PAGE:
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The bank holidays are causing a bit of a pile up with my work schedule as I actually managed to take a couple of days off last weekend: went to a barbecue on Friday and did the usual shopping thing on Saturday, although at a more relaxed pace. Sunday I put in some work on what I'm hoping to be the Bear Alley Books project that will follow the three volumes of Eagles—under wraps for the moment while I work out the practicalities of getting it done, although I won't be keeping it a secret until the last minute... you'll know soon enough. Monday... oh, boy. I had to put some time into cutting the lawn, pulling some weeds and doing a bit of digging. I dislike gardening at the best of times but we'd let the lawn grow a bit wild and the lawnmower was complaining every few seconds. Thankfully we only have two small bits of lawn, both at the front and back of the house, although the front is on a steep slope. I was still aching on Wednesday. Damn lawn keeps growing despite threats to replace it with gravel. I might try pleading with it... or maybe get my Mum to write a note. Anything to get out of gardening.
Tuesday, Wednesday and Thursday... it was back to blogging for rent money and making sure that the Illustration Art Gallery and Look and Learn blogs (the latter now styling itself as an 'Article Library' no less) have plenty of bits 'n' bobs for people to read and lots of marvelous pictures to, er, marvel at.
And that brings us up to date. What I haven't had time to do is set up the links and whatnots so that you can pre-order volume two of Eagles. Mind you, I've yet to write up any press material... and I still haven't written up the Nielsen forms in for volume 1. I blame it on the lawn. It's the lawn's fault. Don't blame me.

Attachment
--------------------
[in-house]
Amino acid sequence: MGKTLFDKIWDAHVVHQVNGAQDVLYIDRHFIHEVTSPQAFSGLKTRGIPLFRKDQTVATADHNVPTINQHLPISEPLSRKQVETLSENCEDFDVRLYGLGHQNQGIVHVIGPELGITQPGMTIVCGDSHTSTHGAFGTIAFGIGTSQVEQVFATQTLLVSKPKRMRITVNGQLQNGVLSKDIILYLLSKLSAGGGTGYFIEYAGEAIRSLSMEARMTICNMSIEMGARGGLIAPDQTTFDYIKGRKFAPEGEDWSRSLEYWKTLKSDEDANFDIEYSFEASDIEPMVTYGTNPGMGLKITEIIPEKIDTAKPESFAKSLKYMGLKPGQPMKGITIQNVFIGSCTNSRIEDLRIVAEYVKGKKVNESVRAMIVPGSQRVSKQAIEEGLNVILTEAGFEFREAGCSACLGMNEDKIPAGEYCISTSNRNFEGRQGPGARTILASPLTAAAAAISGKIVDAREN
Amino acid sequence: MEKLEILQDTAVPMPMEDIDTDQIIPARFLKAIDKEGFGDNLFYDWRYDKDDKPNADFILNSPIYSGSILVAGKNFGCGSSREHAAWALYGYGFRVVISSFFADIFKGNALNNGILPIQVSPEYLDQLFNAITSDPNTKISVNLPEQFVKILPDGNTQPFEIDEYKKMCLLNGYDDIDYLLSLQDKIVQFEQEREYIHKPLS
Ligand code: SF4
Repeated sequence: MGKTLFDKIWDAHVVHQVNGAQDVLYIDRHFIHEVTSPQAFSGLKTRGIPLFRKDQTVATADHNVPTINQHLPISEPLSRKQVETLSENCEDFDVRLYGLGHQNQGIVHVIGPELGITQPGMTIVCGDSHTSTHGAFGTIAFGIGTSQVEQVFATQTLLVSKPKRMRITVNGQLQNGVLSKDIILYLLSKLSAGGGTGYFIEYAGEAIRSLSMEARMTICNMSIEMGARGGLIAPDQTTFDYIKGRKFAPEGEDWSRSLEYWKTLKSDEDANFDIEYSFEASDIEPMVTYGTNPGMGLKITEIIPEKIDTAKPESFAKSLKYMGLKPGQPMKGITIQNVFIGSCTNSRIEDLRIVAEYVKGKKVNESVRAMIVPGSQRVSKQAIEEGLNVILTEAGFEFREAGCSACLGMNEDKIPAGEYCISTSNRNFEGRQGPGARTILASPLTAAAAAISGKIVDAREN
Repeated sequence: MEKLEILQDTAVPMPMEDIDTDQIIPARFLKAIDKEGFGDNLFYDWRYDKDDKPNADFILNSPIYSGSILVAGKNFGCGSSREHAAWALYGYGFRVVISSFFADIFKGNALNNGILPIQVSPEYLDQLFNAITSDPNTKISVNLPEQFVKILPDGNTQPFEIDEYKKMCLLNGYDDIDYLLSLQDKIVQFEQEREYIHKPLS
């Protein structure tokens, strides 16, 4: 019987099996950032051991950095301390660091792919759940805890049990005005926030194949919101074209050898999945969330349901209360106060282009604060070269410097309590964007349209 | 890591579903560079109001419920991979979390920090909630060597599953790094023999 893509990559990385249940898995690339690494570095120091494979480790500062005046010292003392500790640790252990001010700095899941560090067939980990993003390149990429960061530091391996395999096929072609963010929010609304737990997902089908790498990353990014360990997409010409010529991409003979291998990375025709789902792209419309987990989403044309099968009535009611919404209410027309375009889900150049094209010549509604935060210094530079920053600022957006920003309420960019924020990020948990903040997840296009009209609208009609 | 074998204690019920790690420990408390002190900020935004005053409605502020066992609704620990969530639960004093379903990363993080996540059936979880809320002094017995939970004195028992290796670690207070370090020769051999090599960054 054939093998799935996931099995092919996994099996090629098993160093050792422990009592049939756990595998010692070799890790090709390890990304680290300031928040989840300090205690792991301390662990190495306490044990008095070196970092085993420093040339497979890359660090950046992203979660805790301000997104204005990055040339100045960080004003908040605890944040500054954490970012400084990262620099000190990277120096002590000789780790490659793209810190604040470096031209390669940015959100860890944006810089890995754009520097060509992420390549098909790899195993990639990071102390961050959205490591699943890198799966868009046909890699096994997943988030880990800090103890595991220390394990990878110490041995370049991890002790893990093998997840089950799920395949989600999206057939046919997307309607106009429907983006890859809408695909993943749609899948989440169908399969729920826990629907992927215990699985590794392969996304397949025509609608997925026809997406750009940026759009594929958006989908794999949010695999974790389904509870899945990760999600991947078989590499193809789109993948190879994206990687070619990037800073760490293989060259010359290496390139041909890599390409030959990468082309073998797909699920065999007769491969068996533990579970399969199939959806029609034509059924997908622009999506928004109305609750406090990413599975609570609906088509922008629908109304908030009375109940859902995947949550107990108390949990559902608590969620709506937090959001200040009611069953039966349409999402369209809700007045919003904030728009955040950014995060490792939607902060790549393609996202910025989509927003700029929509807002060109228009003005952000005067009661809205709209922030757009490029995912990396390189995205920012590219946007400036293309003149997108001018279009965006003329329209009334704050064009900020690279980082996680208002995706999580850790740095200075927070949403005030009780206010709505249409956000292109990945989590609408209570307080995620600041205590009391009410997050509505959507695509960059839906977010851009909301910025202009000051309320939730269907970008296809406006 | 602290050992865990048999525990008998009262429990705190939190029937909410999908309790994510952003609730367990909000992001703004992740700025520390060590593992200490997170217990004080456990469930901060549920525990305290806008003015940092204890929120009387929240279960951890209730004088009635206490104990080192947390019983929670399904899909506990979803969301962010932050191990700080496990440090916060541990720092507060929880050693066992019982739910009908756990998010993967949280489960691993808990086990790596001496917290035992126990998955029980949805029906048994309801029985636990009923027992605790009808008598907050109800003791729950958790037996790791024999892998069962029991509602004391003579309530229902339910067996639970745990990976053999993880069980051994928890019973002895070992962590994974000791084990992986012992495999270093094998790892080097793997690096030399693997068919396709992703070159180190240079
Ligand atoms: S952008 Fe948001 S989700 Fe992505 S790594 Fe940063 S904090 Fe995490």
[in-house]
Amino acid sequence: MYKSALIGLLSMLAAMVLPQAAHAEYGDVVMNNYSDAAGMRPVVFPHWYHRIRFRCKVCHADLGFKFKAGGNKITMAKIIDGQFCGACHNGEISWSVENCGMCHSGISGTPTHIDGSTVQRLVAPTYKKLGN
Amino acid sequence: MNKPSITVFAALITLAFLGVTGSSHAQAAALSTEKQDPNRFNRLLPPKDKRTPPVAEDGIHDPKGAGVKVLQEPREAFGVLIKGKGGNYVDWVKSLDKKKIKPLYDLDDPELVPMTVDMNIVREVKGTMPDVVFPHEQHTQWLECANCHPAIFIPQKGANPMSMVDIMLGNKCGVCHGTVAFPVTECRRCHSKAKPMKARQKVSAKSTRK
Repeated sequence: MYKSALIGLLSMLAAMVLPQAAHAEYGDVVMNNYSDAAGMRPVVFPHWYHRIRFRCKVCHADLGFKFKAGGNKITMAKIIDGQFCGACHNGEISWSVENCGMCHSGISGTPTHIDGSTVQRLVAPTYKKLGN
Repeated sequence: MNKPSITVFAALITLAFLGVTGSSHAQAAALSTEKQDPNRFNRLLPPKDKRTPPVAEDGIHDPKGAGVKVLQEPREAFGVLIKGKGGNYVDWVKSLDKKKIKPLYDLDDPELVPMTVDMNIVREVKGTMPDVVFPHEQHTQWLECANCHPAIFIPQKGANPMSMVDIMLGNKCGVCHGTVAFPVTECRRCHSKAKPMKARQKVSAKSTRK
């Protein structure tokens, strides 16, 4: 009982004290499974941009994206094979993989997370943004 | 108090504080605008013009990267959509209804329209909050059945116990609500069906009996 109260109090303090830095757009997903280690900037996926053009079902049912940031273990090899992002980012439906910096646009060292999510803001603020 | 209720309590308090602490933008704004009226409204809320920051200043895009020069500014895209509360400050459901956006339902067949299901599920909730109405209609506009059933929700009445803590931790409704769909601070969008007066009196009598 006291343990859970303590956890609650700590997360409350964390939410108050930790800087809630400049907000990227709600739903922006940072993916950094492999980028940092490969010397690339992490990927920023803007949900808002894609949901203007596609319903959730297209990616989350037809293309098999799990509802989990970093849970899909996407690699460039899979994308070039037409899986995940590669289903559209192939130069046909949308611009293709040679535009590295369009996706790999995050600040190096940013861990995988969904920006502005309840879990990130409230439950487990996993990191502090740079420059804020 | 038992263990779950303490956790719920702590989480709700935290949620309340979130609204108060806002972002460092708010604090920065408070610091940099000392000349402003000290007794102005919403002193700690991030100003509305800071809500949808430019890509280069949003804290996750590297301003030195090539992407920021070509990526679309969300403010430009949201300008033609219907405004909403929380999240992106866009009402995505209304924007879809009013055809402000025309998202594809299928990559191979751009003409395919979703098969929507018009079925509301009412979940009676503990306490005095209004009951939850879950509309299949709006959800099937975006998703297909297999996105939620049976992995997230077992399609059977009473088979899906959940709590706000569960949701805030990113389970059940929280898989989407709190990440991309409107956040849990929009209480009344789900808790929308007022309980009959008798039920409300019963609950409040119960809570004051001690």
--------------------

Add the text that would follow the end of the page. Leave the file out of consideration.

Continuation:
a couple of comments and I've had some off-blog correspondence and the conclusion is this: the strip originally appeared in the Argentinean publication Ernie Pike #4 in 1960, so it is definitely a translation. It has also been slightly adapted. I haven't been able to track down a copy of the story as it originally appeared, but the opening page contains some non-Pratt panels.
The strip was probably reformatted for its appearance in Hurricane Annual 1965 and needed a few extra frames to fill the eight pages. The four vignettes were probably taken from Thriller Picture Library or one of the war picture libraries. The bottom left frame of the opening panel may be Leone Cimpellin from a 'Spy 13' story. The other three panels may be by Luis Arcas.
My thanks to the original comment posters and Davids Roach and Slinn for their input.
Today's random scans: sometimes a coincidence is just too good to pass up. A few days ago, Morgan Wallace sent over a scan of a book called Brides of the Devil by Jacqueline Yorke, a scarce little paperback published by Dennis Yates in 1949 under their Panther Books imprint. The imprint, used a couple of years before Hamilton & Co. began their own Panther Books line, adorned only two books as far as I'm aware. And, here's the coincidence, a day or two later, David Ainsworth got in touch with a scan of the other Panther book. This one is called Charlie Finds a Corpse by Ralph Denton. Denton seems to have written just the one book, but Yorke had a second, Instruction for Adventure, published by Comyns in 1948. Comyns had previously published Brides of the Devil, a short novel about witchcraft in post-war Britain, in 1946.
Charlie Finds a Corpse has the artist's signature scrawled up the left hand side... Leo Newman? Google isn't much help, but, digging around, I did find a British Railways pamphlet called Food Hygiene for the shipping and continental catering services issued by the Southern Region Medical Department ppossibly in the 1960s that was illustrated by Leo Newman. Same guy? And who knew that the Southern Region of British Rail not only had a medical department but they were publishing memos for staff as colour pamphlets?